Legal Separation - Oxfordshire, Warwickshire & Cotswolds

What to do if you are considering legal separation

Couples who decide to separate do not necessarily proceed with a divorce.  However, they can formalise their separation with a Separation Agreement or go through the courts in a similar way as they would for a divorce, but instead obtain a Judicial Separation.

Cotswold Family Law can provide expert help and advice and complete the legal process.  Here, we provide a simple explanation of the agreements available when considering a separation.

separation & divorce cotswolds oxfordshire warwickshireJudicial Separation

A Judicial Separation is mainly used when people do not wish to divorce for religious reasons, financial reasons, or because they have not yet been married for a full year.  If a couple apply for Judicial Separation they can apply for the same financial orders as if they divorced, other than if they are applying for a clean break order or a pension sharing order.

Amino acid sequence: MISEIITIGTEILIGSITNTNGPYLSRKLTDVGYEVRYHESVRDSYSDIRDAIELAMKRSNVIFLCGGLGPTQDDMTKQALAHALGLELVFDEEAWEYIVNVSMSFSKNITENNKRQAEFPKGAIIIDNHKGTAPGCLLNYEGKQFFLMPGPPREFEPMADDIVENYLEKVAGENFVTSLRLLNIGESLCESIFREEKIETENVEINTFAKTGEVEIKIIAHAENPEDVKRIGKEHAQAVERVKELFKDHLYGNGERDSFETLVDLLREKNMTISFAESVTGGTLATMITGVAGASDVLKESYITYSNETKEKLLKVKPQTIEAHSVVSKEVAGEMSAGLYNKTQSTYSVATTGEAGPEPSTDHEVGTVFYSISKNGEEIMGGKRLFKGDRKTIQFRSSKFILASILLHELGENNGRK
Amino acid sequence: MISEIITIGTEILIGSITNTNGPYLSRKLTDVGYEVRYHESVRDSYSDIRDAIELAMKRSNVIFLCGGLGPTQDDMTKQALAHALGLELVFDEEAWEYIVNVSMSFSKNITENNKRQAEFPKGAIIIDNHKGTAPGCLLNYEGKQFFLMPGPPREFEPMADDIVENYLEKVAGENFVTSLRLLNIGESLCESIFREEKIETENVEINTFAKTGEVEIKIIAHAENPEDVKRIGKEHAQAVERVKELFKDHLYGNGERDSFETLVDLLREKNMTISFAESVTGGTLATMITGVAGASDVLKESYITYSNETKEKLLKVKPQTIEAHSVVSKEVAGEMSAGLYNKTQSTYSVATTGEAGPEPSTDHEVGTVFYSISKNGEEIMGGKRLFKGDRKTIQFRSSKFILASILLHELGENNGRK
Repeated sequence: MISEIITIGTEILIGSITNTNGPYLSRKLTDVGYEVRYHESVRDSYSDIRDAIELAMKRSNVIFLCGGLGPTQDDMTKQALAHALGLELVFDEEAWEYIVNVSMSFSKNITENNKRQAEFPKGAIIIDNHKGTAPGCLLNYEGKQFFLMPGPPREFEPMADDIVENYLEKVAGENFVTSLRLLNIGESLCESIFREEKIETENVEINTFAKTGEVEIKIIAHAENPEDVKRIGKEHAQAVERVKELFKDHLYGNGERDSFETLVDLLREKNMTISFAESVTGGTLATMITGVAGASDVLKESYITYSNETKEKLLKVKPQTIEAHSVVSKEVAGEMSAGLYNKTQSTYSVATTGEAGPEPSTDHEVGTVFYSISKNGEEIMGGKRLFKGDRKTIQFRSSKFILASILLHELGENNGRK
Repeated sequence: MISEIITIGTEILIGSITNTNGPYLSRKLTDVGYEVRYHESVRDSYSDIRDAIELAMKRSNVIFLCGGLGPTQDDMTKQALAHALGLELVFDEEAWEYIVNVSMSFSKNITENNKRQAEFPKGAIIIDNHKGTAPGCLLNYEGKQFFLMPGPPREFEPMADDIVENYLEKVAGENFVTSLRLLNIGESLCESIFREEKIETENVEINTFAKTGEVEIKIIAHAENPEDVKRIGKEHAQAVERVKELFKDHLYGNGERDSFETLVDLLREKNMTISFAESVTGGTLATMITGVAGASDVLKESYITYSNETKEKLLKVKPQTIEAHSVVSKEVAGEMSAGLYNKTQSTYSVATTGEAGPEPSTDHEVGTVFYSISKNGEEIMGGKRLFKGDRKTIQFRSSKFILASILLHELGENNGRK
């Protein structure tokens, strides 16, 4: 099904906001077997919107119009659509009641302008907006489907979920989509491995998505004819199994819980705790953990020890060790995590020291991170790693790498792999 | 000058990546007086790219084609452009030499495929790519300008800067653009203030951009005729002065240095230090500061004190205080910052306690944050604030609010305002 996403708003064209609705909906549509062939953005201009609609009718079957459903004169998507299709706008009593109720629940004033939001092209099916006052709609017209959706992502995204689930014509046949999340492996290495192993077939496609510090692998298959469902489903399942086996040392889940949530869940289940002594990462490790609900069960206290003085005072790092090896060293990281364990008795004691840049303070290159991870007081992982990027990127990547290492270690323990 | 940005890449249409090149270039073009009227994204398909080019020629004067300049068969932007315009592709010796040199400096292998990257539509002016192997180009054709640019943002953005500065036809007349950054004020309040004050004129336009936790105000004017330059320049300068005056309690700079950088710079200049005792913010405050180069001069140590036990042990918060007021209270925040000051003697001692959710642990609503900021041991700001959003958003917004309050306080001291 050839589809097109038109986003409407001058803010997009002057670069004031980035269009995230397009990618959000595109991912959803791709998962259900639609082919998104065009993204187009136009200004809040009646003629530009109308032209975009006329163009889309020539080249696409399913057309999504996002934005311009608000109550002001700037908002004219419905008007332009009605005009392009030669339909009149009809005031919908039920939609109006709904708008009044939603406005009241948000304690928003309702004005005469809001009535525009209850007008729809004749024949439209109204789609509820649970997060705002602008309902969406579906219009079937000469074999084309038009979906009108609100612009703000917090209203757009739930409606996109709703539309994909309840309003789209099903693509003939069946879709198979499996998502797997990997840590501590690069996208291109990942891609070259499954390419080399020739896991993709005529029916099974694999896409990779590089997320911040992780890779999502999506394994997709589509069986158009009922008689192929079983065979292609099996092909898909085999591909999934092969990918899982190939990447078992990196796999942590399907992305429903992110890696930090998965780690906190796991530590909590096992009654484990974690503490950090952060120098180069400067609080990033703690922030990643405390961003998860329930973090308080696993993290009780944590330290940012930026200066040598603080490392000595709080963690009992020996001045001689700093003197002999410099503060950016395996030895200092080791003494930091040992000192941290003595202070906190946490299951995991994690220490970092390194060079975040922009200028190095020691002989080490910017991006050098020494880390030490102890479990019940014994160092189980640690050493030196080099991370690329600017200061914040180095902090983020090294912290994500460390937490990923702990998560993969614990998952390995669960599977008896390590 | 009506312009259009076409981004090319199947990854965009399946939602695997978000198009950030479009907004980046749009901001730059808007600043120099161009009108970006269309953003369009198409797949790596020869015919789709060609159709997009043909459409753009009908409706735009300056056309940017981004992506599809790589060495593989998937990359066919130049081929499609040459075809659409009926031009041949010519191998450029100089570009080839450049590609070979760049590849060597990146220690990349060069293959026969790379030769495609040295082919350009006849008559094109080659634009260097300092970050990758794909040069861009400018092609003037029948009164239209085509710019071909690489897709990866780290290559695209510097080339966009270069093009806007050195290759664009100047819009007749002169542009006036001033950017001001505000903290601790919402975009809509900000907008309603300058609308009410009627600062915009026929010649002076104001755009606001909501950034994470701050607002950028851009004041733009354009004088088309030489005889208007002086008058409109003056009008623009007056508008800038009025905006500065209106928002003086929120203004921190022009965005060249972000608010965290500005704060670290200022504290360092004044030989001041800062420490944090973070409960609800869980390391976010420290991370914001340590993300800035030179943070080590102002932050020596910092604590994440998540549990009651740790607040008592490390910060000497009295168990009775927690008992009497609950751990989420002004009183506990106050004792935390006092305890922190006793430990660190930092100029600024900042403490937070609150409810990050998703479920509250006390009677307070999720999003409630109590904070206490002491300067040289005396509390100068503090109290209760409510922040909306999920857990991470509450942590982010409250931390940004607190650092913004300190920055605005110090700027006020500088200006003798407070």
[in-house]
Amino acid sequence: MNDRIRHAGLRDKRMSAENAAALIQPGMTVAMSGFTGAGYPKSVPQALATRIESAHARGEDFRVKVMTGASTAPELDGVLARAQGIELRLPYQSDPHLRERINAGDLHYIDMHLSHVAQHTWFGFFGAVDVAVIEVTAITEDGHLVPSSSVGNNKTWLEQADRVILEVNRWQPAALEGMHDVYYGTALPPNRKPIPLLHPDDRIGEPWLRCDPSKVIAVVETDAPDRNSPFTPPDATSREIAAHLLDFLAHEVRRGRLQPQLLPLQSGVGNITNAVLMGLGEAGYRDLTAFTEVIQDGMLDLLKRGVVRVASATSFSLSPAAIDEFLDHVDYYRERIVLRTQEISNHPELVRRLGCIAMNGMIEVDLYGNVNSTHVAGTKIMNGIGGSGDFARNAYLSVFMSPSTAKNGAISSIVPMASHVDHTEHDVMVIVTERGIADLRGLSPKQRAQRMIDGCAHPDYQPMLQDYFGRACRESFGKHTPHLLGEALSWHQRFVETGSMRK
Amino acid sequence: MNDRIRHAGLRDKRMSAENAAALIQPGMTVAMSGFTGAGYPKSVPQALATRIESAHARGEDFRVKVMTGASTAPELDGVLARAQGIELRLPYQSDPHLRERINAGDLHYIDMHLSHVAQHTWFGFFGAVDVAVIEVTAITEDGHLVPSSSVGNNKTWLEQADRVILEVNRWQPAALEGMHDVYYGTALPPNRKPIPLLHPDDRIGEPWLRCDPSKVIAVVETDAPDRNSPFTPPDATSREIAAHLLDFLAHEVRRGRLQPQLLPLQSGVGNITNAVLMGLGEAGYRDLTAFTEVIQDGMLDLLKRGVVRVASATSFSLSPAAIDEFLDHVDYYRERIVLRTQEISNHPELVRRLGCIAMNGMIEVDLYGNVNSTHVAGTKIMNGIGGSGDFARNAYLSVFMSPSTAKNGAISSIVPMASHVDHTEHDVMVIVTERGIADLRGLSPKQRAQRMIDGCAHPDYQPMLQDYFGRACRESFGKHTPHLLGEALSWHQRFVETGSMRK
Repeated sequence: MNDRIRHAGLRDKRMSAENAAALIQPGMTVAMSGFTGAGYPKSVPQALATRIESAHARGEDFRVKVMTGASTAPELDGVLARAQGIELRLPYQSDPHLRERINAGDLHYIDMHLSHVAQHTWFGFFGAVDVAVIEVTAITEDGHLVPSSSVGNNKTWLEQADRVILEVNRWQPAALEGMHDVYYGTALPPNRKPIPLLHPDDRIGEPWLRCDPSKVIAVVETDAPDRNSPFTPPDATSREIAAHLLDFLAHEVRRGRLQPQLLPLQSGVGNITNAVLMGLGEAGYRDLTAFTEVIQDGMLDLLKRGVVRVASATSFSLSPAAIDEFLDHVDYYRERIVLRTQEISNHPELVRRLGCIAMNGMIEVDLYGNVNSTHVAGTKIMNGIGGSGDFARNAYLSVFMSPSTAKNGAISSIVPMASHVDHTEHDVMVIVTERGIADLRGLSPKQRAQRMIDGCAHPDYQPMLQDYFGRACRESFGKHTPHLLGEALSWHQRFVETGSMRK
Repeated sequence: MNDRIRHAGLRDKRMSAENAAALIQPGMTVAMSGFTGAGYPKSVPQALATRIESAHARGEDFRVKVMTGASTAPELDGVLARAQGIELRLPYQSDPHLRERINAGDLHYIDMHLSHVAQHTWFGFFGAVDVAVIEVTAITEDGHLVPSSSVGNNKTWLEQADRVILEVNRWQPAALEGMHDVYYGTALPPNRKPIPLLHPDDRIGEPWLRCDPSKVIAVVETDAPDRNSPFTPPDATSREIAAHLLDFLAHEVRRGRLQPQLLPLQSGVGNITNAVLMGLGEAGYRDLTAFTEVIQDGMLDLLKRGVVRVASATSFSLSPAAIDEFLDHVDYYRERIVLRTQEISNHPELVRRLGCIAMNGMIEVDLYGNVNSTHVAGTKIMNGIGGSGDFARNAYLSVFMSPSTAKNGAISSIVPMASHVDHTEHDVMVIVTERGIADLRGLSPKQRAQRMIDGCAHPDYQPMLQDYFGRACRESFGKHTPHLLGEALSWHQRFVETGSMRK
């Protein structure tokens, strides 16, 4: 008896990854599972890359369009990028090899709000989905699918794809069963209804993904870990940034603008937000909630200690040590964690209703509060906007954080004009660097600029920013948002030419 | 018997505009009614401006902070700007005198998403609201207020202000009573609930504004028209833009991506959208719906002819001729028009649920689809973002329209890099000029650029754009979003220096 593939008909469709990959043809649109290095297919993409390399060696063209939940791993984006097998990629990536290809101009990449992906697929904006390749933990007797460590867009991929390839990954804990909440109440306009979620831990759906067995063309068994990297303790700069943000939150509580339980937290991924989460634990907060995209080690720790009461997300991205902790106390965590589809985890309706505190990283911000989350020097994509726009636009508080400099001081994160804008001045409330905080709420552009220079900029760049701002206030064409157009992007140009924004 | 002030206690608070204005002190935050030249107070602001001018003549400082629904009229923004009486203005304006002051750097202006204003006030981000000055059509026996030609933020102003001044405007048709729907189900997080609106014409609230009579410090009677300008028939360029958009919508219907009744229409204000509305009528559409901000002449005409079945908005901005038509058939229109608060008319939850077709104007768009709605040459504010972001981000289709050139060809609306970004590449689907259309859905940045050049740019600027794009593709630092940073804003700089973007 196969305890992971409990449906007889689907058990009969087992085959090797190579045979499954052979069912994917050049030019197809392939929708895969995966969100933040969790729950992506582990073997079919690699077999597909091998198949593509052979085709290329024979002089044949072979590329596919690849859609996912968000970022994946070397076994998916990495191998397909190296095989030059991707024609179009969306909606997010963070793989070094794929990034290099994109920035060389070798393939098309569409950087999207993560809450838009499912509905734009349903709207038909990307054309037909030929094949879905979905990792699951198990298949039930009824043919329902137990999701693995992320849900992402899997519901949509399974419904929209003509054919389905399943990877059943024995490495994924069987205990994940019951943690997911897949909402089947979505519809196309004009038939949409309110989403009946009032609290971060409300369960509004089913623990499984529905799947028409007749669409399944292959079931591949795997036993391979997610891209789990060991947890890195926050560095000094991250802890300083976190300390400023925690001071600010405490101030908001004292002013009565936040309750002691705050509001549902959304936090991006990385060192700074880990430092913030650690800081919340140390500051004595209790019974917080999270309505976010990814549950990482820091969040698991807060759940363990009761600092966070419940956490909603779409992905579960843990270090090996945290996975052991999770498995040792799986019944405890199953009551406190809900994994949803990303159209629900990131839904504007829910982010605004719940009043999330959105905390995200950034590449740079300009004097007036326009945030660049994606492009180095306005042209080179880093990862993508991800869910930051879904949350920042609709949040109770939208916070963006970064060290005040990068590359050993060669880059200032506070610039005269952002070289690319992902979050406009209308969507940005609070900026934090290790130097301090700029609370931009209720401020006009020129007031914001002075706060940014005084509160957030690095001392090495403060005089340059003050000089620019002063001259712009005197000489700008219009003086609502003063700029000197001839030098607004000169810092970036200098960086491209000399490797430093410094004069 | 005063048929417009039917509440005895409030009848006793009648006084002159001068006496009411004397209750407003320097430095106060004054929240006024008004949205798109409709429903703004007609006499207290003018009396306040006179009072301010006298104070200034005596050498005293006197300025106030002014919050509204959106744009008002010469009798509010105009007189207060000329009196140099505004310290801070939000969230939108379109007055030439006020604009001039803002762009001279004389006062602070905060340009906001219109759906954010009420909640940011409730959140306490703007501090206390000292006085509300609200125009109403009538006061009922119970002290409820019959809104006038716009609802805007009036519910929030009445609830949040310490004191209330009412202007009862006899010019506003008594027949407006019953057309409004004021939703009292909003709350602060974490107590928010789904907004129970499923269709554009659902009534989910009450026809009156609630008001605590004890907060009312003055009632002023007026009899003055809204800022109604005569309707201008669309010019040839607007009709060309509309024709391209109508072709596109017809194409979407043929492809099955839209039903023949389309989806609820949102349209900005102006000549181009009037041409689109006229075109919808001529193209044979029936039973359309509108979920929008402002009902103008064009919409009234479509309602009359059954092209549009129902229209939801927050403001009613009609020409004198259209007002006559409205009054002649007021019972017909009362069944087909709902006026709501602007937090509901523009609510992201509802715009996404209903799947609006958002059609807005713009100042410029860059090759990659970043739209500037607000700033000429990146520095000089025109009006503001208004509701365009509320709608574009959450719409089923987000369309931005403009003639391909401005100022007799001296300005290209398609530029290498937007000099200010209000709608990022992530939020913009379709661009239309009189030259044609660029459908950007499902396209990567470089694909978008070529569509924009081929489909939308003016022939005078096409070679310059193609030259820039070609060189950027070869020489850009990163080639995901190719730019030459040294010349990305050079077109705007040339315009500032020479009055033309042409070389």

Applying for a Judicial Separation involves virtually the same procedure as applying for a divorce.  The main difference is that there is no need to prove or express that the marriage has irretrievably broken down.

Separation Agreement

A Separation Agreement is an agreement regarding the division of a couple's assets and possessions, both at the time of separation and for the future. It can also include household expenditure, maintenance and the arrangements relating to any children.

This agreement is not a court order and the court is not involved in its preparation.  It is comparable to a gentleman's agreement and, although it shows a strong indication of the couple's intentions when they separated, there are no immediate penalties for failing to comply with it.

Couples usually respect these agreements and, if they eventually divorce, their agreement can then become an agreed court order called a Consent Order.

Entering into such agreements involves quite a detailed process.  Each party must produce full and frank financial disclosure showing documentary evidence of their assets and liabilities.  Once this information is exchanged it is hoped that an agreement can be reached regarding all sorts of details.  These include:-

  • where each person shall live
  • how income and assets will be divided
  • should the family home be sold
  • who will take the lead in the sale of the  property

Once the agreement is reached it is made into a Deed and this is often referred to as a Deed of Separation.

For more advice regarding Judicial Separation and Separation Agreements, contact Cotswold Family Law.

See recent article written by Nicky Gough regarding Divorce and Separation.

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